Don’t let videos of US police brutality fool you, the UK is just as racist

People defend free speech to say the n-word but frame anti-racist protests as aggressive

It’s been an emotionally charged time for black people due to the viral videos of injustice to black people flooding the internet. In a short period of time, we’ve seen injustice after injustice, with the image of George Floyd being killed by a police officer weighing heavily on our minds.

Beyond notions of performative or genuine online activism, there’s a big issue that keeps coming up. Because a lot of the atrocities amplified are US-specific, there’s an argument that racism is somehow a worse issue in America. But how can anyone look at the way the justice system failed to show up for Belly Mujinga and tell me the UK’s racism problem is “subtler” or “more covert” than it is in the US?

Non-black British people are excusing themselves by saying they are less racist than the US. But they are and this is why:

British schools teach history through the lens of white guilt

Having been through the A-level History curriculum I have witnessed the bias through which history is taught in this country. In my curriculum when I studied Britain from 1951-2007, there was a focus on decolonisation but little was discussed about the issues that occurred in the countries that were colonised.

There is a lack of acknowledgement of the authoritarian style of leadership these countries saw and the violence and fear necessary to maintain colonisation. Or the fact that Britain’s development up to this day was reliant on the oppression of black and other non-white people.

For instance, there was a praising of Prime Minister Harold Wilson’s Winds of Change speech about decolonisation. The end of colonisation as a conscious moral decision rather than an economic necessity.

My unit on American history, however, went more in depth into the legal and social marginalisation of black people. The fact that America’s slave trade occurred on the country’s soil means that it is easier to point to it as worse. The full history of Britain’ s wealth and its ties to exploitation of human beings and resources must be exposed.

Even without the curriculum the experience of being educated in this country is characterised by institutional racism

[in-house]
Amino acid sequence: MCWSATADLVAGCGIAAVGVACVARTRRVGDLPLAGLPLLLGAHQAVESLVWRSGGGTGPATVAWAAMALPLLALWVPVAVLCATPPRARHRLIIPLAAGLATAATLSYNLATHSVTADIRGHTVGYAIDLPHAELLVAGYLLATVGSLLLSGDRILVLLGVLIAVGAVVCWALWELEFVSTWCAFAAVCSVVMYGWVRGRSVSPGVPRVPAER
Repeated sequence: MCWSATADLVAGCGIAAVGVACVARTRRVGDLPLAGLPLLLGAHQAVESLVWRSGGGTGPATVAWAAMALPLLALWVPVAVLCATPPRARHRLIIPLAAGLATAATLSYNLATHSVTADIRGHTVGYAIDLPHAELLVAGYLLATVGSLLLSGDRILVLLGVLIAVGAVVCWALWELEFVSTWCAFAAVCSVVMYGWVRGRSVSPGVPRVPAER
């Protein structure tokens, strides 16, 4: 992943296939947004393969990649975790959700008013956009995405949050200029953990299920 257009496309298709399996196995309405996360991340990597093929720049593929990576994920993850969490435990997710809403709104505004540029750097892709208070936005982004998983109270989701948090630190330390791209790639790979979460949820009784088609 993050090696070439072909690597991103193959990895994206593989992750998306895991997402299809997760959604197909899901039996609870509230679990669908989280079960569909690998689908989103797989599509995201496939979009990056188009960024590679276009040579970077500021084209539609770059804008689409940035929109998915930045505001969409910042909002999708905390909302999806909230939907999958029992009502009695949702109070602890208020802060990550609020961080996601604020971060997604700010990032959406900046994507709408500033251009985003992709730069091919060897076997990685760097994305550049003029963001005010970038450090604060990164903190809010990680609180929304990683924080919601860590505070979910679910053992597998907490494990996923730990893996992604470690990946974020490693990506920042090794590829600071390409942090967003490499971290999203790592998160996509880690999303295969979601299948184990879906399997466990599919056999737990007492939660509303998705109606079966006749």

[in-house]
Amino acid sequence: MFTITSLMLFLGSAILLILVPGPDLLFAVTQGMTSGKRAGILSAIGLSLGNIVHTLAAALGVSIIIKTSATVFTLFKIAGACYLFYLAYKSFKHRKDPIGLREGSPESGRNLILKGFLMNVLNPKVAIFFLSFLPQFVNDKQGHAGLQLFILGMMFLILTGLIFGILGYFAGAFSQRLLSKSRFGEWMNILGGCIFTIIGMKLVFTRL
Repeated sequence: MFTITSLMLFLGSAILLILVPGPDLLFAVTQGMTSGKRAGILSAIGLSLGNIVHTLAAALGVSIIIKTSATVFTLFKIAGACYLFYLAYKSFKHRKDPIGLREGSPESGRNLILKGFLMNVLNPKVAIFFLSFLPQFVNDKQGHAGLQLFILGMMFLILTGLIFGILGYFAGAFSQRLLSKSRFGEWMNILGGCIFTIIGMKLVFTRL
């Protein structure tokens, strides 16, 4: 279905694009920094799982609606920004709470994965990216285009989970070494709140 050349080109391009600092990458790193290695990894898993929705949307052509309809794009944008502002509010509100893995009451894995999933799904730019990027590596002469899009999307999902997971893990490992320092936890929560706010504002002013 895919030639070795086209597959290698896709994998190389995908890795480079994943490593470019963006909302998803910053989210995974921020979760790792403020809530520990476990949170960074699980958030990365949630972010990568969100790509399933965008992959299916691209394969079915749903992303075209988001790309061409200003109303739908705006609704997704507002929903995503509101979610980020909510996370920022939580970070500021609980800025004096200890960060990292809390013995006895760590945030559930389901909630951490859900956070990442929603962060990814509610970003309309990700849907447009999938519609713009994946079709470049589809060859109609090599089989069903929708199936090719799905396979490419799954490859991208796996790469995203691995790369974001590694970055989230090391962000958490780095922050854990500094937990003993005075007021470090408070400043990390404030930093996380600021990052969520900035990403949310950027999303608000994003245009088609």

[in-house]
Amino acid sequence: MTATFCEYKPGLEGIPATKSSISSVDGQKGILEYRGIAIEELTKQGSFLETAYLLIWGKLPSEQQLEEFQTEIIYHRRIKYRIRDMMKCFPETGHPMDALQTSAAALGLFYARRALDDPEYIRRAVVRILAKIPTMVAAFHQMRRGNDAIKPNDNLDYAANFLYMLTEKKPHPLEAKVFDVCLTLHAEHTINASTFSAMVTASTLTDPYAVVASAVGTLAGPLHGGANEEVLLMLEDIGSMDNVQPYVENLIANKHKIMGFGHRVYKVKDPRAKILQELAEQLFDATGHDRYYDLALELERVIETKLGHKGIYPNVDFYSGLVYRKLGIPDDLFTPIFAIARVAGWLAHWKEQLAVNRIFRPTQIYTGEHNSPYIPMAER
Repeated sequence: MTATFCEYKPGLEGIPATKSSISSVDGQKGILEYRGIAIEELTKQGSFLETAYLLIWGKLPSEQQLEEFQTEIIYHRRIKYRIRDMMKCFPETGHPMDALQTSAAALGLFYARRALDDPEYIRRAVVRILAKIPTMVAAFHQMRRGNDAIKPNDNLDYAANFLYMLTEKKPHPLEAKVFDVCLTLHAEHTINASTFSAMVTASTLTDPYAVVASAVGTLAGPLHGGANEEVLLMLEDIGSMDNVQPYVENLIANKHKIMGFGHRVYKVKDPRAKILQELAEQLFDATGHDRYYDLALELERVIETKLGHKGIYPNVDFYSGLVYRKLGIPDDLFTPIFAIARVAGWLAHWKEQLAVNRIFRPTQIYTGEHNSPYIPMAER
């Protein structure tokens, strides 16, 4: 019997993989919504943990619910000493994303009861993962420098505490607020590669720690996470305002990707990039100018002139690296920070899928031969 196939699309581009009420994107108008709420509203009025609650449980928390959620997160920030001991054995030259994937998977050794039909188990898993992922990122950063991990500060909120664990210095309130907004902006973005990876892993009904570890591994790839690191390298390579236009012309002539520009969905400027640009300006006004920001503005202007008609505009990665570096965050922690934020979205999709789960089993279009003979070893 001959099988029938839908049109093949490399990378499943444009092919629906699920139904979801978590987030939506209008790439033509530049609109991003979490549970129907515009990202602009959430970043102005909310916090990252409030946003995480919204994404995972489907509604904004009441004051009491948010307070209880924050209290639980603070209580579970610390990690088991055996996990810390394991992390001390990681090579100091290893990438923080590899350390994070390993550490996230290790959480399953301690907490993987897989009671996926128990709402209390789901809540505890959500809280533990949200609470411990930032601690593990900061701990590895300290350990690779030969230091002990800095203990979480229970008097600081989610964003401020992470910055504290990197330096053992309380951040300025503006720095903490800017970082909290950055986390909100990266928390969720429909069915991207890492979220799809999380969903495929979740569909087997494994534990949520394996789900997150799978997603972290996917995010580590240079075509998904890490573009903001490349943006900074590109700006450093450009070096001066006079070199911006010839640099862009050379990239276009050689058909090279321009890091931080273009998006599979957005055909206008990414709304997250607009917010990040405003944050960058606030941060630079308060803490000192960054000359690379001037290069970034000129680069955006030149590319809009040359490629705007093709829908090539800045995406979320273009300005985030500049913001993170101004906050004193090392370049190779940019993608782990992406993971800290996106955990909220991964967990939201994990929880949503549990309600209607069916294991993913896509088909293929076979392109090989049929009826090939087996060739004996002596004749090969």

This country can make you go mad as a black person. As privileged as I am to know my culture and identity from my family and growing up in Nigeria, Britain is constantly sending reminders that black people are not welcome. Assumptions about intelligence or talent can be weaponised to affect black students’ options in life. For instance, teachers that predict low grades for black students unfortunately will determine and limit the amount and quality of universities they can apply to. In both private and state schools there is a sense that dreaming big is ‘unrealistic’. Black students often face verbal abuse from classmates and have teachers patronise them or pick on them when enforcing rules.


These attitudes persist at a university level. I personally have experienced this when interrupted by my tutor in class and when I was asked my arrival date in the UK during an African Studies tutorial. That context is ironic. I asked two female Nigerian friends of mine if they’d experienced something similar, remembering a walk through Pollock, Edinburgh’s poshest halls, they said: “We heard a group of boys making monkey sounds in the courtyard. We dismissed it and carried on walking, the monkey sounds continued and we then realised the sounds were directed at us and they were making direct eye contact with us.”

This bold and overtly racist behaviour is a testament to the level of restraint and resilience black university students need to survive this educational system.


Imagine going to a debate in your school where the debate is about whether colonialism was beneficial to the colonised states? Don’t play devil’s advocate with my life and my right to exist. Don’t claim ‘nuance’ to avoid the dark aspects of Western history.